Like Hiragana, Katakana also has a fixed number of 46 characters. These Katakana characters represent the same phonetic sounds as Hiragana. The only difference is that Katakana’s characters have short straight strokes and angular corners. Let’s take the letter U as an example. In the image below, you can see that in Hiragana, the stroke for the letter U is round in shape while in Katakana, the stroke is in a straight and angular line.

In the 9th century, Buddhist monks used Katakana to point out the correct pronunciations of Chinese text. The Siddham script was the basis of its syllables. Different symbols initially represented a single syllable spoken in Japanese, but in the 14th century, it changed into a one-to-one correspondence between spoken and written syllables. By the 20th century, Katakana has been used mainly to write loan words, onomatopoeic words, and foreign names.

Today, it is mostly used to write proper nouns like Western names and company names. It is most useful for overseas workers and foreigners in Japan as it is used in commercial purposes like ads and words that don’t have a Kanji equivalent.

Kanji – Chinese Characters

Kanji is the most challenging to learn among the 3 alphabets. The learning starts with the simpler and frequently used characters. Most Kanji characters are created by combining different elements. This makes it easier to express some complex concepts which are hard to convey with pictures alone. Each character in Kanji has a distinct denotation and corresponds to a particular word.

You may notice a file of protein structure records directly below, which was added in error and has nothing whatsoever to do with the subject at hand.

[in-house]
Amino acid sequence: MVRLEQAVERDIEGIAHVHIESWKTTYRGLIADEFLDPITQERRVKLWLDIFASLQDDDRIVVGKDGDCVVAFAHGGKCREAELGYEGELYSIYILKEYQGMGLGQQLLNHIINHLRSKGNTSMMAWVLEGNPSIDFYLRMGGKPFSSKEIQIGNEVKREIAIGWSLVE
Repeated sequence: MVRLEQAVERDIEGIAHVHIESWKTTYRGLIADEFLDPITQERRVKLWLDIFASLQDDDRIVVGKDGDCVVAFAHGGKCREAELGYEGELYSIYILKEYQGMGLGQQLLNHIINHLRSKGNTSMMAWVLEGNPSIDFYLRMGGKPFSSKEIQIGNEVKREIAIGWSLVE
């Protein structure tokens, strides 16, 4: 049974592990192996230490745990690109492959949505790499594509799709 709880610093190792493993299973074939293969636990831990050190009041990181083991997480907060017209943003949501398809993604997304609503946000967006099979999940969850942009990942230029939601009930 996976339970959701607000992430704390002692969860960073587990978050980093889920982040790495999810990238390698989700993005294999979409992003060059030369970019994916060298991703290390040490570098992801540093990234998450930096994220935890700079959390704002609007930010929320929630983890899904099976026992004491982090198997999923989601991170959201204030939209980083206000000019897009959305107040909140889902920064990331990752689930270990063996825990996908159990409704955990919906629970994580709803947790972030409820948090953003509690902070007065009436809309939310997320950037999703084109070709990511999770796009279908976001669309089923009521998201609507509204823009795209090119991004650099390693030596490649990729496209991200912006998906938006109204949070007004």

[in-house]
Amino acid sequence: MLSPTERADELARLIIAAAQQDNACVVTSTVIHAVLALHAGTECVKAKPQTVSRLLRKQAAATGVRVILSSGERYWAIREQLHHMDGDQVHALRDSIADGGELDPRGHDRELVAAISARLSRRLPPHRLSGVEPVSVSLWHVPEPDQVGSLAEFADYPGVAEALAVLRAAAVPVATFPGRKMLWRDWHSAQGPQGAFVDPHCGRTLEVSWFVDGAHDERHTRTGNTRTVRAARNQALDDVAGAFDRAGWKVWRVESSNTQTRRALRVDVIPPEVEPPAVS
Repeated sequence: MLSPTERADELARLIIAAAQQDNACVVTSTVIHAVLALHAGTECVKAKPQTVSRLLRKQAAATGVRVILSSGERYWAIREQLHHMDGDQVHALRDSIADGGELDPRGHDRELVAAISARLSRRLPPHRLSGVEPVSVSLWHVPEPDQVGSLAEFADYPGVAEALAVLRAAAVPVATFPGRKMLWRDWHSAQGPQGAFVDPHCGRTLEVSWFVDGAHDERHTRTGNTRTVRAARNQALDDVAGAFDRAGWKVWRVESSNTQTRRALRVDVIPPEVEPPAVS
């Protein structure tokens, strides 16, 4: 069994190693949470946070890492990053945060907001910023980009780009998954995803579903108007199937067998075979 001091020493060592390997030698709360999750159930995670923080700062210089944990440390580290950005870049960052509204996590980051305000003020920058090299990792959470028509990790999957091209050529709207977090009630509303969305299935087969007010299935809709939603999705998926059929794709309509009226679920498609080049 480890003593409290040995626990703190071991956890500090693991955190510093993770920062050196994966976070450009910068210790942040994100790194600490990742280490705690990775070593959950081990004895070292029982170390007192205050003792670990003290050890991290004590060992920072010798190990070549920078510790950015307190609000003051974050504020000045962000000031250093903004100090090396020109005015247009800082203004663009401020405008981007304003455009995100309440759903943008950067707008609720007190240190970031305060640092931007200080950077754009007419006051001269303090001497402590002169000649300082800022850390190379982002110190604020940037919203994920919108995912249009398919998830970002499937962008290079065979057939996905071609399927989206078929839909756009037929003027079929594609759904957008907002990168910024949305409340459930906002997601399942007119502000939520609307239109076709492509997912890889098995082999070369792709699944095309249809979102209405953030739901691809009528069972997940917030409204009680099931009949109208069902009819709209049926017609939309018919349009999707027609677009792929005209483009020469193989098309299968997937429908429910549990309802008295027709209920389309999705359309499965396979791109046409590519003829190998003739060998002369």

Combining some characters lead to more creation of words. Several basic elements of Kanji called radicals are combined to form new concepts. These are known as keisei moji or ‘radical-phonetic compounds’. These characters are made up of two parts. The first part is the radical that will tell you the category of the word; may it be an animal, a plant, etc. The second part completes and gives the character its pronunciation.

Japanese Kanji came from Chinese descent. Tracing back to the 7th century, Japan adopted some Chinese characters because the language had no written form at the time and texts were written and read only in Chinese. At first, many of the characters were like detailed pictures. The characters then evolved into simplified forms when people started to use it in everyday writing – making it easier to reproduce and use.

Hiragana and Katakana were later on derived and developed based on Kanji. They both represent simplified Kanji. Today, most of the Japanese written language is in Kanji as it serves different concrete concepts. It is used as a noun and in the stem of verbs, adjectives, and adverbs.


Although upholding three different writing systems in a single language is a bit confusing, it won’t take you long to understand how they work together. To be proficient in Hiragana, Katakana, and Kanji is crucial in improving your Japanese language skills. As you progress in your language studies, you will soon find out how each writing system complement one another in fundamental ways.

Gaining knowledge and learning something new will always be worth the effort and time. Now that you have had a walk-through of the 3 different alphabets of the Japanese writing style, you’re now ready to practice learning it.